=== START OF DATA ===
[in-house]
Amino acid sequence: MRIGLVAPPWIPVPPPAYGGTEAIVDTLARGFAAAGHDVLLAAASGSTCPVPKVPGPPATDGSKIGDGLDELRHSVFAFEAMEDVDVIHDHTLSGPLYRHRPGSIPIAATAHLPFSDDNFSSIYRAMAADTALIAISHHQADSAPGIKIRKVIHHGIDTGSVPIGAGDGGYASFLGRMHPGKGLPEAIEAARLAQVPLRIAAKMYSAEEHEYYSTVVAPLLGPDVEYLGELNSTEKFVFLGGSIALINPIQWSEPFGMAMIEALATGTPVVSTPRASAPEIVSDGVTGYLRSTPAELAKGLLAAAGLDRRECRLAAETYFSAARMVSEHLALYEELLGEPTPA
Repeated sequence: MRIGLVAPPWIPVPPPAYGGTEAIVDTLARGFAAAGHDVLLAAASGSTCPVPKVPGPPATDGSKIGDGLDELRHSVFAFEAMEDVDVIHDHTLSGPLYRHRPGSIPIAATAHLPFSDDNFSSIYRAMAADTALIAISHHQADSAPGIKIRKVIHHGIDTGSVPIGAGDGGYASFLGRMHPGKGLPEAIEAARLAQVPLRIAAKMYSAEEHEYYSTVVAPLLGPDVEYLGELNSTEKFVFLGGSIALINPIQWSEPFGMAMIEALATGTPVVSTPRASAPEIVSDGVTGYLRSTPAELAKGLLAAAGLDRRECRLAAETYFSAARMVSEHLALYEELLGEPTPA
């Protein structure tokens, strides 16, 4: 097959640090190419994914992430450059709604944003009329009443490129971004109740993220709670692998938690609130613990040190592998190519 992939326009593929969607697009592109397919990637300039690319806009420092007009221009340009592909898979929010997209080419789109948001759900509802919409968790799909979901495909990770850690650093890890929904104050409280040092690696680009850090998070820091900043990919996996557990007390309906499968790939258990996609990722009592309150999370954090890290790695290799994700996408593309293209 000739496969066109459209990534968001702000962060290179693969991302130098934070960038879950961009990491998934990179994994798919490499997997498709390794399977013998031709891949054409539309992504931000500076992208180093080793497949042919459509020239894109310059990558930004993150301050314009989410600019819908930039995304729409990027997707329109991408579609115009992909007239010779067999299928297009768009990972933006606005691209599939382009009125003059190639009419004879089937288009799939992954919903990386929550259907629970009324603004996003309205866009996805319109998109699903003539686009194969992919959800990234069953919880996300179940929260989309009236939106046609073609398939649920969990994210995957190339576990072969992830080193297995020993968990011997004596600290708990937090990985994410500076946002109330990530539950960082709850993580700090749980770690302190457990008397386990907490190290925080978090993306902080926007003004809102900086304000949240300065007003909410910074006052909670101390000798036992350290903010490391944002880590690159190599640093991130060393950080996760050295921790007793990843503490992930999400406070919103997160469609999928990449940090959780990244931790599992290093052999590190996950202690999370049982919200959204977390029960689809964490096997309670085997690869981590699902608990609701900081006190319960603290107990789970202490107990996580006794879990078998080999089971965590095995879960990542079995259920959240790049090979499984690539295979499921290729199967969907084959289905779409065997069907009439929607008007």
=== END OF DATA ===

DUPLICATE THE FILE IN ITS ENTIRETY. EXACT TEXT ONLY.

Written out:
[in-house]
Amino acid sequence: MRIGLVAPPWIPVPPPAYGGTEAIVDTLARGFAAAGHDVLLAAASGSTCPVPKVPGPPATDGSKIGDGLDELRHSVFAFEAMEDVDVIHDHTLSGPLYRHRPGSIPIAATAHLPFSDDNFSSIYRAMAADTALIAISHHQADSAPGIKIRKVIHHGIDTGSVPIGAGDGGYASFLGRMHPGKGLPEAIEAARLAQVPLRIAAKMYSAEEHEYYSTVVAPLLGPDVEYLGELNSTEKFVFLGGSIALINPIQWSEPFGMAMIEALATGTPVVSTPRASAPEIVSDGVTGYLRSTPAELAKGLLAAAGLDRRECRLAAETYFSAARMVSEHLALYEELLGEPTPA
Repeated sequence: MRIGLVAPPWIPVPPPAYGGTEAIVDTLARGFAAAGHDVLLAAASGSTCPVPKVPGPPATDGSKIGDGLDELRHSVFAFEAMEDVDVIHDHTLSGPLYRHRPGSIPIAATAHLPFSDDNFSSIYRAMAADTALIAISHHQADSAPGIKIRKVIHHGIDTGSVPIGAGDGGYASFLGRMHPGKGLPEAIEAARLAQVPLRIAAKMYSAEEHEYYSTVVAPLLGPDVEYLGELNSTEKFVFLGGSIALINPIQWSEPFGMAMIEALATGTPVVSTPRASAPEIVSDGVTGYLRSTPAELAKGLLAAAGLDRRECRLAAETYFSAARMVSEHLALYEELLGEPTPA
């Protein structure tokens, strides 16, 4: 097959640090190419994914992430450059709604944003009329009443490129971004109740993220709670692998938690609130613990040190592998190519 992939326009593929969607697009592109397919990637300039690319806009420092007009221009340009592909898979929010997209080419789109948001759900509802919409968790799909979901495909990770850690650093890890929904104050409280040092690696680009850090998070820091900043990919996996557990007390309906499968790939258990996609990722009592309150999370954090890290790695290799994700996408593309293209 000739496969066109459209990534968001702000962060290179693969991302130098934070960038879950961009990491998934990179994994798919490499997997498709390794399977013998031709891949054409539309992504931000500076992208180093080793497949042919459509020239894109310059990558930004993150301050314009989410600019819908930039995304729409990027997707329109991408579609115009992909007239010779067999299928297009768009990972933006606005691209599939382009009125003059190639009419004879089937288009799939992954919903990386929550259907629970009324603004996003309205866009996805319109998109699903003539686009194969992919959800990234069953919880996300179940929260989309009236939106046609073609398939649920969990994210995957190339576990072969992830080193297995020993968990011997004596600290708990937090990985994410500076946002109330990530539950960082709850993580700090749980770690302190457990008397386990907490190290925080978090993306902080926007003004809102900086304000949240300065007003909410910074006052909670101390000798036992350290903010490391944002880590690159190599640093991130060393950080996760050295921790007793990843503490992930999400406070919103997160469609999928990449940090959780990244931790599992290093052999590190996950202690999370049982919200959204977390029960689809964490096997309670085997690869981590699902608990609701900081006190319960603290107990789970202490107990996580006794879990078998080999089971965590095995879960990542079995259920959240790049090979499984690539295979499921290729199967969907084959289905779409065997069907009439929607008007």